Belize is home to many different tropical snake species, including both venomous and nonvenomous snakes. The families found in Belize consist of Colubridae, Boidae, Elapidae and Viperidae, of which the latter two families are highly venomous and may present a potential health hazard to humans if provoked. Out of 1500 different species of colubrids known in the world, 60 of these species live in the tropical habitats of Belize. Many of the colubrid species found in Belize are often Neotropical forms of the Neartic colubrids found in Mexico, the United States, and Canada, with some of the species of colubrid snakes consisting of the water snakes, brown snakes, garter snakes, whip snakes, green snakes, rat snakes, and king snakes.[4]

Colubrid snakes differ from other Belize snakes in a few ways. Colubrids typically do not have a definable jaw line, and often have heads that are not much thicker than the neck, if at all.[6] In addition, they have several rows of teeth on the roof of their mouth, as well as single row of teeth on the bottom jaw, but they do not have elongated, hollow fangs in the upper jaw as some of the venomous snakes often do.[4] The only species in the family Boidae that is found in Belize is the Boa constrictor, which includes a separate locality form (potentially a separate subspecies) from Crawl Cay.[7] A dwarf form, Belizean boa constrictors can reach up to a maximum length of 7 ft (2.1 m) but typically only reach a length of 2.5–4 ft (0.76–1.22 m). Their patterns typically consists of brown or black squarish markings on a grey or brown background that become progressively rounder, larger, and darker towards the tail, and this pattern helps them to camouflage in their surroundings, often in leaf litter, bushes, and tree canopies, to remain hidden from both prey and predators.[4]

Both the nonvenomous boa constrictors and much of the colubrid species primarily kill their prey via constriction, grabbing their prey within their jaws before throwing coils of their muscular bodies around the prey item and squeezing a great amount of pressure, killing their prey by asphyxiation and ruptured blood capillaries. Boa constrictors are ambush hunters, while colubrids will vary between being either active hunters or ambush hunters.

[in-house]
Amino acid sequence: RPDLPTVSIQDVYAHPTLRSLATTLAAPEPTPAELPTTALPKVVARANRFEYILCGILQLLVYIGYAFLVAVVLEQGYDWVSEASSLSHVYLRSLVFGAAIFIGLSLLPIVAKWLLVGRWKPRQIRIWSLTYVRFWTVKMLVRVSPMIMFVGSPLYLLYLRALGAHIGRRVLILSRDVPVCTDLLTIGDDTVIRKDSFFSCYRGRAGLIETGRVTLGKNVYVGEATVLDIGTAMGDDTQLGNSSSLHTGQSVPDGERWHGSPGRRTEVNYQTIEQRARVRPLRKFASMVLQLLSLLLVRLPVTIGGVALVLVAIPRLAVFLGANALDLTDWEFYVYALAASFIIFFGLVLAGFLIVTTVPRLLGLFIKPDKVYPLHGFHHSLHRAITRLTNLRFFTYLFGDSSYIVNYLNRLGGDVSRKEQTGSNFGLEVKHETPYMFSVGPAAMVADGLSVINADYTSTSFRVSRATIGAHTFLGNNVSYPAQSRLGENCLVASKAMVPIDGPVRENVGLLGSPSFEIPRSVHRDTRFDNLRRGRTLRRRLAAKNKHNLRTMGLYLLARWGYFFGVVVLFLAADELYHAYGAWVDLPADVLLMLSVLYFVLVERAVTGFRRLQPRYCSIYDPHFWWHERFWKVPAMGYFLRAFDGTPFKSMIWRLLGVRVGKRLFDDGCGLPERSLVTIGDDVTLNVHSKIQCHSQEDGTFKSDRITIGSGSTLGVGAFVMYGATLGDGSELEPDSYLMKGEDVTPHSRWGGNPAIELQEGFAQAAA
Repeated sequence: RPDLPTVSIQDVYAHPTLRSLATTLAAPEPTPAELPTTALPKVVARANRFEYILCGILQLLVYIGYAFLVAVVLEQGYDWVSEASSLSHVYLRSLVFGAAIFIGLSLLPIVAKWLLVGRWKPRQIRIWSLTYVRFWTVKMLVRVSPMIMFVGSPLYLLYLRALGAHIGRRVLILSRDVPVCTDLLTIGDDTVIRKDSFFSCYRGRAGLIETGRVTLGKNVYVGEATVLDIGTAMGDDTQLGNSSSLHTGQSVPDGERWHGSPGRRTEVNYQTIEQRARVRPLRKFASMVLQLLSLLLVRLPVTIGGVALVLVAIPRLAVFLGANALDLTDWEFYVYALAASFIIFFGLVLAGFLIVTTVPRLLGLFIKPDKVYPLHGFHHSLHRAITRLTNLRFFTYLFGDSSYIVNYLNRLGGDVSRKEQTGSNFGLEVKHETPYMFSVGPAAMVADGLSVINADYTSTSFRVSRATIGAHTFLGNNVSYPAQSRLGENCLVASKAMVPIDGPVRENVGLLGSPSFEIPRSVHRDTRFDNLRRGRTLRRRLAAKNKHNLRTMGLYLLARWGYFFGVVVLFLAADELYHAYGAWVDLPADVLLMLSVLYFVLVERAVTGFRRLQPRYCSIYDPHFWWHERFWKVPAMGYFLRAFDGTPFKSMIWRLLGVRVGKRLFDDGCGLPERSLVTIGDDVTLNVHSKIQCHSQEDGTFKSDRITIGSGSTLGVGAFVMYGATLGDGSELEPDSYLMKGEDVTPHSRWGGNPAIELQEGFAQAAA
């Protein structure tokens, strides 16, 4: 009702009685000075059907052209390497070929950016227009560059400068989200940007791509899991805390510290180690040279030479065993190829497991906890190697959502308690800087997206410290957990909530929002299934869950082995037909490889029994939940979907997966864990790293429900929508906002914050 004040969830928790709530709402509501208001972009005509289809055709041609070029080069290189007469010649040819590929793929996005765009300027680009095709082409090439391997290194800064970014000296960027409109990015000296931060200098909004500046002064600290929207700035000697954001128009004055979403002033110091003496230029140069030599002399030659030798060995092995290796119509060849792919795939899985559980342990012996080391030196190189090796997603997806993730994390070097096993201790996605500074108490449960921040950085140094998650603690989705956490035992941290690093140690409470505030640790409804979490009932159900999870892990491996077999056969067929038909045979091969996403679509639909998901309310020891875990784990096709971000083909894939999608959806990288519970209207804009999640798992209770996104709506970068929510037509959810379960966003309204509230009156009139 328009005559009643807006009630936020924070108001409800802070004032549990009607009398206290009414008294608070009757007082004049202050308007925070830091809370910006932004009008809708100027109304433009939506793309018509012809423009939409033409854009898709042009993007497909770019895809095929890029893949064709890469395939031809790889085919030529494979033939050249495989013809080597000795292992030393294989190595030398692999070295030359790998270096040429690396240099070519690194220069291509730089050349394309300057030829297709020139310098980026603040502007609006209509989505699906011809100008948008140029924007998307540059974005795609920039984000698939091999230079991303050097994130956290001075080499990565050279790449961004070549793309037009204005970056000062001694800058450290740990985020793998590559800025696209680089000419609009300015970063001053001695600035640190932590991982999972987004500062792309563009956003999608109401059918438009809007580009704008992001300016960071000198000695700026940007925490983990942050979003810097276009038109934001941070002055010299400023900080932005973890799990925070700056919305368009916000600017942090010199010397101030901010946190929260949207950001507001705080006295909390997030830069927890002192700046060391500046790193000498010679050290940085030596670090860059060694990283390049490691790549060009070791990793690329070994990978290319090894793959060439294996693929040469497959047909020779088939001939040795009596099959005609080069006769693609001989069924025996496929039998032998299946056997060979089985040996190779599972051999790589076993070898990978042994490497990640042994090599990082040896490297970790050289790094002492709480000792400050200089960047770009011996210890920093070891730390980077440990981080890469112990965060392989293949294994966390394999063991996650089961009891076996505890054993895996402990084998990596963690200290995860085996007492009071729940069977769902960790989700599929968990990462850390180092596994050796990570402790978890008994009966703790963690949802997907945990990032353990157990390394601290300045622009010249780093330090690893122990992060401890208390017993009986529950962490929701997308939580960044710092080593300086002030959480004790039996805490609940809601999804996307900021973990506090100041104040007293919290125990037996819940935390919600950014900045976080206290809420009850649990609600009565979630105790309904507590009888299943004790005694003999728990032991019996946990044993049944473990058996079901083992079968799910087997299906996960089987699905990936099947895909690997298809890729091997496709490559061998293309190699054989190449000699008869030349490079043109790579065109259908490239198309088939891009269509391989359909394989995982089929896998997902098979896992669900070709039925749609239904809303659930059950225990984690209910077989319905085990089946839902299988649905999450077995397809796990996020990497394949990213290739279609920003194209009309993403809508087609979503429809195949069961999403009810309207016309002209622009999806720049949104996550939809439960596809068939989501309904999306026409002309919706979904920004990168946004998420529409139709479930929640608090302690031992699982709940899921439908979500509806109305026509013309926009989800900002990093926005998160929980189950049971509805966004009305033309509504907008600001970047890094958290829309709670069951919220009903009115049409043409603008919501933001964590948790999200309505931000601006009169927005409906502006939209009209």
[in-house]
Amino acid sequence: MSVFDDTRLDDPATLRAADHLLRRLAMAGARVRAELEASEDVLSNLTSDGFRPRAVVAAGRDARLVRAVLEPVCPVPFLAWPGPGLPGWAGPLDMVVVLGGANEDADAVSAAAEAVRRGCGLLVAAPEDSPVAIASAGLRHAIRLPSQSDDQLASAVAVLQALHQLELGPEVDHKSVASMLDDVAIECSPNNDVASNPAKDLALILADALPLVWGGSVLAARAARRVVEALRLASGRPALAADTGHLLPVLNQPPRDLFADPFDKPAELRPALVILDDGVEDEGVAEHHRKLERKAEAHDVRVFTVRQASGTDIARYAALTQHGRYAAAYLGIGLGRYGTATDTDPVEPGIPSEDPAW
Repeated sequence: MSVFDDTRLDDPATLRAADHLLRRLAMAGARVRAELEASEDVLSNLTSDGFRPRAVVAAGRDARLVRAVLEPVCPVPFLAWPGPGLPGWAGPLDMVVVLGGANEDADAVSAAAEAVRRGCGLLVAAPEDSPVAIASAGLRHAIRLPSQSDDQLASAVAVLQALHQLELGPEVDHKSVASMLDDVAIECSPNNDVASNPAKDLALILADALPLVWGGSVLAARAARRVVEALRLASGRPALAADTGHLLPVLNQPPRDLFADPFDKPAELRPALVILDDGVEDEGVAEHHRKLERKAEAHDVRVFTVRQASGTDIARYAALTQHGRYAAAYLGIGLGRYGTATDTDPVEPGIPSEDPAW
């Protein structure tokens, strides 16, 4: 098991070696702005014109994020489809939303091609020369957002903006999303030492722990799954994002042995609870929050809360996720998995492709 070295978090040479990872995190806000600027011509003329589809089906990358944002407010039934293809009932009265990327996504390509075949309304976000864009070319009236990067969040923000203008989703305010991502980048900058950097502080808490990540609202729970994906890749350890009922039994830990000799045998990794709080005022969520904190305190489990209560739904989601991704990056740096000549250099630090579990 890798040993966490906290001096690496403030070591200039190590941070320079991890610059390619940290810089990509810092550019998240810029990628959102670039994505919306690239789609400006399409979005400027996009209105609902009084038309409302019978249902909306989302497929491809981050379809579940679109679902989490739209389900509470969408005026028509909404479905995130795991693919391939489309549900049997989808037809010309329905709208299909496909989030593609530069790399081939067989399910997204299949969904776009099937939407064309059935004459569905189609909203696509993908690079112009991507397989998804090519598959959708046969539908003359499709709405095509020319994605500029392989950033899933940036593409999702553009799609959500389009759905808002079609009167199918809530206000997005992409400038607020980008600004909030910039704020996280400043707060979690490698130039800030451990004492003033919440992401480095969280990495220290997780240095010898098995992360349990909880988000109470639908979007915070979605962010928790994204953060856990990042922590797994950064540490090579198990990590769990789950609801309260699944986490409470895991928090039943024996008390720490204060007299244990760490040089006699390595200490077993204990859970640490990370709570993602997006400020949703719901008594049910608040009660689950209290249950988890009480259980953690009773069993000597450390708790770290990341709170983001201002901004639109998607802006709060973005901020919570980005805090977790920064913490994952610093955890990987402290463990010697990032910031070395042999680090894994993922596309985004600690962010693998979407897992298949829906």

The venomous snakes in Belize can be split into two different categorical families: the Viperidae, and the Elapidae. The Viperidae of Belize contains pit vipers such as rattlesnakes, lanceheads, and the cantils. Most of the venomous snakes in Belize are in this family. Some of the specific species found in Belize are the Fer-de-Lance, (Bothrops asper) which can grow up to 2.5 m (8 ft) in length, the Eyelash Viper (Bothriechis shlegelii), which can grow up to 1 m (3 ft), and the Neotropical rattlesnake (Crotalus durissus), with can reach a length of 1.5 m (5 ft).

Pit vipers, much like the nonvenomous boa constrictor, are usually ambush hunters that will remain hidden, laying in wait in a single general area, potentially up for several days, before striking a prey item that crosses their path with immense speed. There are only 3 species of the family Elapidae that are found in Belize, all of which are classified as different species of coral snakes. Coral snakes are often found in bright vivid patterns which represent a warning to potential predators or aggravators, also of which are known to be mimicked by the colubriod milk snakes as a form of Batesian mimicry. Coral snakes from Belize are typically small, rarely ever grow longer than 1 m (3 ft). However, their venom is known to be a very powerful neurotoxin.

There are 8 species of geckos that inhabit Belize. They are very small, harmless lizards, that can climb walls due to their big toes and claws that allow them to cling easily. This is why they are often found in homes of people in Belize, hanging on the walls. They are usually a length of 5–10 cm (2–4 in), not including the tail. The size of the tail can vary dramatically because of the gecko's ability to detach it, and grow another. There is one species of gecko that can only be found in Belize, which is the Island Leaf-Toed Gecko, or the Belizean Atoll Gecko. The world's smallest reptile, the Caribbean Dwarf Gecko, which on average is 4 cm (1.5 in) long, has also made its home in Belize.[4]

See also[edit]


  1. ^ Moon Handbooks (2006). "Know Belize - Flora & Fauna". CentralAmerica.com. Retrieved 2008-02-15. 
  2. ^ "BELIZE". Encyclopedia of the Nations. 2007. Retrieved 2008-02-15. 
  3. ^ Jayawardena, Chandana (2002). Tourism and Hospitality Education and Training in the Caribbean. University of the West Indies Press. pp. 165–176. ISBN 976-640-119-5. 
  4. ^ a b c d e f Beletsky, Les (1999). The Ecotravellers’ Wildlife Guide: Belize and Northern Guatemala. London: Academic Press. pp. 66–76, 83–105. ISBN 0-12-084811-2. 
  5. ^ "Fauna". Retrieved 1 October 2012. 
  6. ^ a b c Stafford, Peter J. (2000). A Guide To The Reptiles of Belize. London: The Natural History Museum. pp. 60–83. ISBN 0-12-662760-6. 
  7. ^ http://gazboas.co.uk/crawlcay.html